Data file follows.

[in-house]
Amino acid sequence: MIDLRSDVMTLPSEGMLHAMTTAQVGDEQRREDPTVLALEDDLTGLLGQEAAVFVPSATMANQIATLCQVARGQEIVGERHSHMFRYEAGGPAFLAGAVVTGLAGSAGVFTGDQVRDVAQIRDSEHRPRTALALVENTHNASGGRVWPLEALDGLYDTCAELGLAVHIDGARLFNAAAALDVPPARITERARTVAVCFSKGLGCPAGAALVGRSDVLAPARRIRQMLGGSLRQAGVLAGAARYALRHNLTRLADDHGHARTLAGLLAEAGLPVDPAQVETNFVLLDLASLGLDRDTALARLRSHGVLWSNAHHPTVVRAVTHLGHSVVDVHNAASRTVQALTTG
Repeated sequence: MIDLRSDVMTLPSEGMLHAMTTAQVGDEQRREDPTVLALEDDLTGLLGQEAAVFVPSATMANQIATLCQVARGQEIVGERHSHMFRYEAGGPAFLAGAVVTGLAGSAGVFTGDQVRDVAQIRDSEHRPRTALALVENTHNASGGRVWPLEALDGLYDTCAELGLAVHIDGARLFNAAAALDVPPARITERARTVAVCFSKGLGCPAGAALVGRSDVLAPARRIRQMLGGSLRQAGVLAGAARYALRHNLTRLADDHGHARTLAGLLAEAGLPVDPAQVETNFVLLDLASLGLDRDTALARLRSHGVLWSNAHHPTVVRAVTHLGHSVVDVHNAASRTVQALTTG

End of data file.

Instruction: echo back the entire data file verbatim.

[in-house]
Amino acid sequence: MIDLRSDVMTLPSEGMLHAMTTAQVGDEQRREDPTVLALEDDLTGLLGQEAAVFVPSATMANQIATLCQVARGQEIVGERHSHMFRYEAGGPAFLAGAVVTGLAGSAGVFTGDQVRDVAQIRDSEHRPRTALALVENTHNASGGRVWPLEALDGLYDTCAELGLAVHIDGARLFNAAAALDVPPARITERARTVAVCFSKGLGCPAGAALVGRSDVLAPARRIRQMLGGSLRQAGVLAGAARYALRHNLTRLADDHGHARTLAGLLAEAGLPVDPAQVETNFVLLDLASLGLDRDTALARLRSHGVLWSNAHHPTVVRAVTHLGHSVVDVHNAASRTVQALTTG
Repeated sequence: MIDLRSDVMTLPSEGMLHAMTTAQVGDEQRREDPTVLALEDDLTGLLGQEAAVFVPSATMANQIATLCQVARGQEIVGERHSHMFRYEAGGPAFLAGAVVTGLAGSAGVFTGDQVRDVAQIRDSEHRPRTALALVENTHNASGGRVWPLEALDGLYDTCAELGLAVHIDGARLFNAAAALDVPPARITERARTVAVCFSKGLGCPAGAALVGRSDVLAPARRIRQMLGGSLRQAGVLAGAARYALRHNLTRLADDHGHARTLAGLLAEAGLPVDPAQVETNFVLLDLASLGLDRDTALARLRSHGVLWSNAHHPTVVRAVTHLGHSVVDVHNAASRTVQALTTG